Happiness is a state of doing, not a state of being. You can’t expect happiness to just happen – you need to actively work towards creating your own happiness. Here are six ways to become the happiest person you know.
Do things you love
Fill your time with things that make you happy. Everyone has responsibilities that can’t be avoided (like work or chores) but outside of those find things that lift your spirits and practice them as much as you can. It could be spending time with your family, walking with your dog, playing guitar, baking – anything that brings a smile to your face.
It was Aung San Suu Kyi who said “if you feel helpless, help someone”. The same theory applies to happiness – helping others has been proven to make people feel happier. This doesn’t have to be financial help. Spending time on others has a greater impact on our happiness than spending money on them. Volunteer with a charity, work with a local sports club or just help out someone you know. In the process you’ll be changing two lives.
A recent study found that one of the primary sources of unhappiness is unfulfilled expectations. So, instead of focusing on what you don’t have, be grateful for what you do have. Try keeping a gratitude journal of everything you are thankful for every day. They don’t have to be big – even writing down just one small thing each day can increase your happiness. Plus it’s been shown to boost other aspects, like energy and optimism.
There’s not much that fresh air and sunshine can’t cure. Studies have found that being outside for as little as 20 minutes per day can boost not only your mood, but also sharpen your memory and broaden your thinking. People consistently report feeling happier when they are outside in a natural environment as opposed to an indoor, urban environment. So take a walk, eat your lunch in the park or head to the beach at every opportunity. Extra points if you want to exercise outside – it’s proven to increase happiness too.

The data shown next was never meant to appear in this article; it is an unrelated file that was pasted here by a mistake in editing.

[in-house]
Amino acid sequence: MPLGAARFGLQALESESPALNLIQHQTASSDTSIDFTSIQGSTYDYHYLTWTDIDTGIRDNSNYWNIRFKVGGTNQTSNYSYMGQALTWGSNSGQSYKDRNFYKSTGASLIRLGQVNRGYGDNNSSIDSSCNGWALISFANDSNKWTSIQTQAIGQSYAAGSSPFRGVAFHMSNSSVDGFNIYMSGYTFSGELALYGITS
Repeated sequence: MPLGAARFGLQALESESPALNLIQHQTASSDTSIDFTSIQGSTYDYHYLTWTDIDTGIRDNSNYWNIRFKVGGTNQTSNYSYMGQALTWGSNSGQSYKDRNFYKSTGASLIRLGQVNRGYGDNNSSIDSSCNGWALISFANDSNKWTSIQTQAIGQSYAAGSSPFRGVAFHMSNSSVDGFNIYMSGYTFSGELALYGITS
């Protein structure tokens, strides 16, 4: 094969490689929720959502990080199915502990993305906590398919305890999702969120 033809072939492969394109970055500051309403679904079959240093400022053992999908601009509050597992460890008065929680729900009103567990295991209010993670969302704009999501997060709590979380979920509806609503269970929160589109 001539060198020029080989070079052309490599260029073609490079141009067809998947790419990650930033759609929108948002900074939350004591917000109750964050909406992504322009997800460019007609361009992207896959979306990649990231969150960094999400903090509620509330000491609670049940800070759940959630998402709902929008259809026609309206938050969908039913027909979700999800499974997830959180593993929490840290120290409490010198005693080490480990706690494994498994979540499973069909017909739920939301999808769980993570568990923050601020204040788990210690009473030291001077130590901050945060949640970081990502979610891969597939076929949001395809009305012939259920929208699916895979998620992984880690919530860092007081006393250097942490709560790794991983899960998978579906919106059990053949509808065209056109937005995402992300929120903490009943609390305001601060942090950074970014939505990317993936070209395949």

Don’t take responsibility
One of life’s most difficult lessons is accepting that we are not responsible for the happiness of others. Thinking you can make someone else happy is an unwinnable game. While you can be a good friend and help them in any way you can, ultimately they must choose to be happy for themselves. Once you have freed yourself from this responsibility, your own happiness will soar.
Meditation has become hugely popular in recent years, but studies as far back as the 1960s have shown that it makes people happier. And there’s science to back it up. Each person’s brain has a natural “set point” for both good and bad emotions. Even if your happiness point is naturally low, consistent meditation can raise your natural happiness set point. It will also alleviate depression, anxiety and obsessive thinking, leading to a happier you all round.
Did you know that people get happier as they get older? Studies have shown that once people pass middle age they naturally develop a more positive outlook and feel happier. Great news!
This article was written in partnership with Over60.